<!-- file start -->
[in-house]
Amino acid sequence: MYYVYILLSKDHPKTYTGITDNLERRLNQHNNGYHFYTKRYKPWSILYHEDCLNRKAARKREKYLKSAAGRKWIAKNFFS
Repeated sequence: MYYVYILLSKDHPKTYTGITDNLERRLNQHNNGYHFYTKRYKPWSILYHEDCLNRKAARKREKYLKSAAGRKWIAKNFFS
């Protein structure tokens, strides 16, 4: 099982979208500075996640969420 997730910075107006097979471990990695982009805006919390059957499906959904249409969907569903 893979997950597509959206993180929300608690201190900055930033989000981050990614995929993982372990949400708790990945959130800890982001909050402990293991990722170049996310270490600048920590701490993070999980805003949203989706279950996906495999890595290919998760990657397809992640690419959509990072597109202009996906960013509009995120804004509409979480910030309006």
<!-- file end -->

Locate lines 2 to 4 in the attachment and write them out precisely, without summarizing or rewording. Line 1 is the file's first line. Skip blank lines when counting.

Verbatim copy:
Amino acid sequence: MYYVYILLSKDHPKTYTGITDNLERRLNQHNNGYHFYTKRYKPWSILYHEDCLNRKAARKREKYLKSAAGRKWIAKNFFS
Repeated sequence: MYYVYILLSKDHPKTYTGITDNLERRLNQHNNGYHFYTKRYKPWSILYHEDCLNRKAARKREKYLKSAAGRKWIAKNFFS
């Protein structure tokens, strides 16, 4: 099982979208500075996640969420 997730910075107006097979471990990695982009805006919390059957499906959904249409969907569903 893979997950597509959206993180929300608690201190900055930033989000981050990614995929993982372990949400708790990945959130800890982001909050402990293991990722170049996310270490600048920590701490993070999980805003949203989706279950996906495999890595290919998760990657397809992640690419959509990072597109202009996906960013509009995120804004509409979480910030309006």